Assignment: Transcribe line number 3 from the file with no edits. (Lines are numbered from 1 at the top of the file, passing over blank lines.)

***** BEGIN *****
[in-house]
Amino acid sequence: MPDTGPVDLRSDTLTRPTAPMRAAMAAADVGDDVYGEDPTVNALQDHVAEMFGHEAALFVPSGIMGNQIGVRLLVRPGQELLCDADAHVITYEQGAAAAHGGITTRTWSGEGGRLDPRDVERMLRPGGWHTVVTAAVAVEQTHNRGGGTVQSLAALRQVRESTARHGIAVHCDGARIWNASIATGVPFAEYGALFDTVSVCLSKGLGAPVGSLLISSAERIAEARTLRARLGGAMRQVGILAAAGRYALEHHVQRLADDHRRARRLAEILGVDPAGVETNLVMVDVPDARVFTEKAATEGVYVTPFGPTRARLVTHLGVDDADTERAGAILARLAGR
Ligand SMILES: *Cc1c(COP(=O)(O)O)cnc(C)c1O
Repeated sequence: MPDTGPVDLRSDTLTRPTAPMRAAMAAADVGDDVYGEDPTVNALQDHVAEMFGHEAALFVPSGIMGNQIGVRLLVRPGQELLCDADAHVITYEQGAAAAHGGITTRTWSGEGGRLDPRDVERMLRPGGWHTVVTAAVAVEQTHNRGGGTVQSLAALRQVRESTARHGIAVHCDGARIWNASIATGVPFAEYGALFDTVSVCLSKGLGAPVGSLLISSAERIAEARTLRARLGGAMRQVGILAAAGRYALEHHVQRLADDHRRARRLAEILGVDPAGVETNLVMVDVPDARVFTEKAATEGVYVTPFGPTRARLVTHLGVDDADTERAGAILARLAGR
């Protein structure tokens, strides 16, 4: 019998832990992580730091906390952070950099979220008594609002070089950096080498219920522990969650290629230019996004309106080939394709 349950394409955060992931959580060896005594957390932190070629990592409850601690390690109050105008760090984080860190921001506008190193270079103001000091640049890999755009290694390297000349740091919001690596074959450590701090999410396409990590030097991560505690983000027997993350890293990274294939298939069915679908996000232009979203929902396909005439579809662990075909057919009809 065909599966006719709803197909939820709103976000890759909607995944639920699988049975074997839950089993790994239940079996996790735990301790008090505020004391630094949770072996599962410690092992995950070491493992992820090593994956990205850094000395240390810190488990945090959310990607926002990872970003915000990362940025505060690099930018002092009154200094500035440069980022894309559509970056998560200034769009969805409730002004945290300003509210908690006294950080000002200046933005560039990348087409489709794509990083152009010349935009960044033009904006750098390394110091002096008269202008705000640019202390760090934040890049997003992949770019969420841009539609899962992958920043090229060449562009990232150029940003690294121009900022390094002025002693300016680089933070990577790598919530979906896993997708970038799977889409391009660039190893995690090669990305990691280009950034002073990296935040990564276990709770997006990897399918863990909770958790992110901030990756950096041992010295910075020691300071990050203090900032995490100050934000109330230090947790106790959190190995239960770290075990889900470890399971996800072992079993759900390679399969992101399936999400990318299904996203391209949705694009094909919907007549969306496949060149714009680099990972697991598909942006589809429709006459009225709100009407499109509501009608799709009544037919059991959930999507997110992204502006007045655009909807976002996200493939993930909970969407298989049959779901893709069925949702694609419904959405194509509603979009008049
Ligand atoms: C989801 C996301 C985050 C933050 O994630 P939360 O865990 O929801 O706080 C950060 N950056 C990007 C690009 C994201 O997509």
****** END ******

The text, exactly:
Ligand SMILES: *Cc1c(COP(=O)(O)O)cnc(C)c1O